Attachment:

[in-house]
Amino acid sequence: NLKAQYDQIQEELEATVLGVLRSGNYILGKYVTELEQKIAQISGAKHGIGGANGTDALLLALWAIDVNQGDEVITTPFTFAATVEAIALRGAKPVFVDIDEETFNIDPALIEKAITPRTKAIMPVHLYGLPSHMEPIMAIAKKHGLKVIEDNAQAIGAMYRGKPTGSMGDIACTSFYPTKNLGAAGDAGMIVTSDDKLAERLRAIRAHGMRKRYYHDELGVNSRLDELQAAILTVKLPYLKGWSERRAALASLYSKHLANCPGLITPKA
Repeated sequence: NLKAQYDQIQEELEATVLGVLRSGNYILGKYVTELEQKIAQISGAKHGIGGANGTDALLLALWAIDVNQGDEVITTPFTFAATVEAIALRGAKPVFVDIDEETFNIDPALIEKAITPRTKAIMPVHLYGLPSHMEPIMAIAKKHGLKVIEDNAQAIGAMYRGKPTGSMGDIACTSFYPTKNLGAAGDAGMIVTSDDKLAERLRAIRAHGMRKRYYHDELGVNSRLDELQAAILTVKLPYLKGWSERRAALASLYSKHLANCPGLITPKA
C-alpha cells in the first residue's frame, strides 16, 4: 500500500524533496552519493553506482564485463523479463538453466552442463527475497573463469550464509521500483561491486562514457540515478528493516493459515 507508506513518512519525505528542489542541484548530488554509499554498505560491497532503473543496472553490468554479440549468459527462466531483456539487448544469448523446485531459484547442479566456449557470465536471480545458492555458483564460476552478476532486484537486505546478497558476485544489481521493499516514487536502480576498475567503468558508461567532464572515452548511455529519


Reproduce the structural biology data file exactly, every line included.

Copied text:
[in-house]
Amino acid sequence: NLKAQYDQIQEELEATVLGVLRSGNYILGKYVTELEQKIAQISGAKHGIGGANGTDALLLALWAIDVNQGDEVITTPFTFAATVEAIALRGAKPVFVDIDEETFNIDPALIEKAITPRTKAIMPVHLYGLPSHMEPIMAIAKKHGLKVIEDNAQAIGAMYRGKPTGSMGDIACTSFYPTKNLGAAGDAGMIVTSDDKLAERLRAIRAHGMRKRYYHDELGVNSRLDELQAAILTVKLPYLKGWSERRAALASLYSKHLANCPGLITPKA
Repeated sequence: NLKAQYDQIQEELEATVLGVLRSGNYILGKYVTELEQKIAQISGAKHGIGGANGTDALLLALWAIDVNQGDEVITTPFTFAATVEAIALRGAKPVFVDIDEETFNIDPALIEKAITPRTKAIMPVHLYGLPSHMEPIMAIAKKHGLKVIEDNAQAIGAMYRGKPTGSMGDIACTSFYPTKNLGAAGDAGMIVTSDDKLAERLRAIRAHGMRKRYYHDELGVNSRLDELQAAILTVKLPYLKGWSERRAALASLYSKHLANCPGLITPKA
C-alpha cells in the first residue's frame, strides 16, 4: 500500500524533496552519493553506482564485463523479463538453466552442463527475497573463469550464509521500483561491486562514457540515478528493516493459515 507508506513518512519525505528542489542541484548530488554509499554498505560491497532503473543496472553490468554479440549468459527462466531483456539487448544469448523446485531459484547442479566456449557470465536471480545458492555458483564460476552478476532486484537486505546478497558476485544489481521493499516514487536502480576498475567503468558508461567532464572515452548511455529519